Below are some additional interactions on the article: Community: The Anti-Alone. Read it first.
Here is a look at the definition, distinction, and history of the word Community. Consider how that plays into God’s plan for you and all people to find a place of love, support, and completion within his community of the Body of Christ.
Etymology and definition of the term “community”
The word has been in the English language since 14c., comes from Latin; became established in English in a range of senses:
- the commons or common people, as distinguished from those of rank;
- a state of organized society, in its later uses relatively small;
- the people of a district;
- the quality of holding something in common, as in community of interests, community of goods;
- a sense of common identity and characteristics.
Senses 1-3 indicate actual social groups.
Senses 4-5 indicate a particular quality of relationship.
Community versus Society
Community versus Formal Organization
Community (from 17c.) was felt to be more immediate than society. An attempt to distinguish the body of direct relationships from the organized establishment of the state. From 19c. the sense of immediacy or locality was strongly developed in the context of larger and more complex industrial societies. It has been joined by commune (French) and Gemeinde or Gemeinshaft (German) to express particular kind of relationships.
The contrast, increasingly expressed in the 19th century, between the:
• more direct • more formal
• more total and the • more abstract
• more significant • more instrumental
relationships of community relationships of society
Community was influentially formalized by Tonnies (1887) as a contrast between Gemeinshaft (community) and Gesellshaft (society).
“Community” has been “the warmly persuasive word to describe an existing set of relationships; or the warmly persuasive word to describe an alternative set of relationships.” It seems never to be used unfavorably and never to be given any positive opposing or distinguishing term.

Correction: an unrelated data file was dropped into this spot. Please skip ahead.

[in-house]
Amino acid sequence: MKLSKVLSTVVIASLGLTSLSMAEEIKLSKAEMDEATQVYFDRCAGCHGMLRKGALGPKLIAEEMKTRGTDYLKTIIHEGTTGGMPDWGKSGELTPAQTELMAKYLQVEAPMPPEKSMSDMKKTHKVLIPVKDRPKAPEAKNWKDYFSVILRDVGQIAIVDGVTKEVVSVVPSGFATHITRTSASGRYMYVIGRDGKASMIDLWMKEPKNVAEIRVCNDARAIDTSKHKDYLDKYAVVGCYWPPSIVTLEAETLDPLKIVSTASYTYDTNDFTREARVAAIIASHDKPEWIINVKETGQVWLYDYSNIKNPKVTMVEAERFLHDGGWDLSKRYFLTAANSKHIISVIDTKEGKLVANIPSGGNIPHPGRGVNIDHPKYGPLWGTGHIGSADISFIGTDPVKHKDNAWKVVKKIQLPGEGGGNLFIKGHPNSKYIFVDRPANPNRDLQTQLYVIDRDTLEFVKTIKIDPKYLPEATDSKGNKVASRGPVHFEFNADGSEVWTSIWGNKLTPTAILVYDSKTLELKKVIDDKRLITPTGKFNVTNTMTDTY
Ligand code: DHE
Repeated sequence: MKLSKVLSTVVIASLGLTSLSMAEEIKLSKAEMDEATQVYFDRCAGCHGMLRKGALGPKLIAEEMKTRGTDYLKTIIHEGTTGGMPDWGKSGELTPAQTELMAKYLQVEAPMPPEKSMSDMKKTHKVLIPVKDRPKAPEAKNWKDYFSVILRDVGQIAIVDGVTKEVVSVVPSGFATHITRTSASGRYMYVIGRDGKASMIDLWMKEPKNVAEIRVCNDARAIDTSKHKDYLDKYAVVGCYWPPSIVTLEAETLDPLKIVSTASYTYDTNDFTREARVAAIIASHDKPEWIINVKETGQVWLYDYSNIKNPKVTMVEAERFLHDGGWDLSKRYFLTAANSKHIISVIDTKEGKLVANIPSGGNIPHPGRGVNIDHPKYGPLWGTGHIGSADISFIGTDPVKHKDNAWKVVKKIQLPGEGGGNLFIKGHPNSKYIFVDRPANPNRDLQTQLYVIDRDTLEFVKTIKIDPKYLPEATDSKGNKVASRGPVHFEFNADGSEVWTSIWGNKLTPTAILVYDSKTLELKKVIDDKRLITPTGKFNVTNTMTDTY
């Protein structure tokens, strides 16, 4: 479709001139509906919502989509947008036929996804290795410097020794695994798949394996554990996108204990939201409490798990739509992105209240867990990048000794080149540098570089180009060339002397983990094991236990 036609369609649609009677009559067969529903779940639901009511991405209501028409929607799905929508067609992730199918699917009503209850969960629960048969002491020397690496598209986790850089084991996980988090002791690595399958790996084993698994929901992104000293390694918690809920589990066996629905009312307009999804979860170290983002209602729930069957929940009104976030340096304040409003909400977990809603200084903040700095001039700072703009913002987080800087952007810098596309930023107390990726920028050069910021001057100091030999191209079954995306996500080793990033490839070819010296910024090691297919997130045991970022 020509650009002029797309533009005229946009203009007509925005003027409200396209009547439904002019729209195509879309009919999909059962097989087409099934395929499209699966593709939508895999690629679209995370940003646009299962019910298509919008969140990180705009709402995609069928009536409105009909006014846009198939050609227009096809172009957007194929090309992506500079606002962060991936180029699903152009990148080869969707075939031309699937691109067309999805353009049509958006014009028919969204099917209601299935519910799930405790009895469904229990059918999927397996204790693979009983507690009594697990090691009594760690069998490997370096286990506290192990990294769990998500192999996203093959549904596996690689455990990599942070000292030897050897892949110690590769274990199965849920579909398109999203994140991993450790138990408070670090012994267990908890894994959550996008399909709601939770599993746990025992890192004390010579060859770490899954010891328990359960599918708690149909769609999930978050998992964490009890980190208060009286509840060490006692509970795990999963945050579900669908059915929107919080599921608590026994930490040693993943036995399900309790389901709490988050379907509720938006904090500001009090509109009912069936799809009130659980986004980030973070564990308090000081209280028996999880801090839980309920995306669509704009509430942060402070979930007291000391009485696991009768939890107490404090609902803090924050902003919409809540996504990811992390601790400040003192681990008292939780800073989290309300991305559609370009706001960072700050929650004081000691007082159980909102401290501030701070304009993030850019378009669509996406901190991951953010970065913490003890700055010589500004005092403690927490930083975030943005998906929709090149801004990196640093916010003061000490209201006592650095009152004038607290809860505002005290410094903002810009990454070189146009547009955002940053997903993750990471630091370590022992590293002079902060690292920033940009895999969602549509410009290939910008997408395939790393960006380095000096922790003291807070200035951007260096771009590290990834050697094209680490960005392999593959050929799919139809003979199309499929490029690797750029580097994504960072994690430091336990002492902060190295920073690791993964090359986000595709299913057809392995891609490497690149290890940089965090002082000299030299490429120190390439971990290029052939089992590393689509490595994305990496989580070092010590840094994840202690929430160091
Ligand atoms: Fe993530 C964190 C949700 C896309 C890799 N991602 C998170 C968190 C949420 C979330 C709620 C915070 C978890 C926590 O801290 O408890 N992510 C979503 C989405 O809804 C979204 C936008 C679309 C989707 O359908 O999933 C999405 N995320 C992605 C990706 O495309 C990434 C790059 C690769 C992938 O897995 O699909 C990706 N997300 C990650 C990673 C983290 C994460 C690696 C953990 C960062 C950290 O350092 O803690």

Complexity of the term “community”: Relates to the difficult interaction between the tendencies originally distinguished in the historical development: on the one hand, the sense of direct common concern; on the other hand – the materialization of various forms of common organization.
“Let us be concerned for one another, to help one another to show love and to do good.” Hebrews 10:24 Look for community like this!
— Rezilient Life (@RezilientLife) May 22, 2013
Check out this quiz, which will help you figure out your spiritual gifts! Now remember to answer the questions as you are and not as you wish you were. Hopefully this will help you pinpoint some of the gifts God gave you so that you can build them up and use them to help others. One of the best places to develop your spiritual gifts is in a community of believers – youth group, small group, church, family, etc. God blessed you with these specific skills because he wants you to help others grow closer to him. Isn’t that cool? We were all created with certain natural abilities that are meant to help others grow! I encourage you to take these results and talk them over with a trusted adult like your leader, chaplain, or parent.
It was he who “gave gifts to people”; he appointed some to be apostles, others to be prophets, others to be evangelists, others to be pastors and teachers. He did this to prepare all God’s people for the work of Christian service, in order to build up the body of Christ.
Proverbs 27:17—In community we learn more about ourselves and the world around us.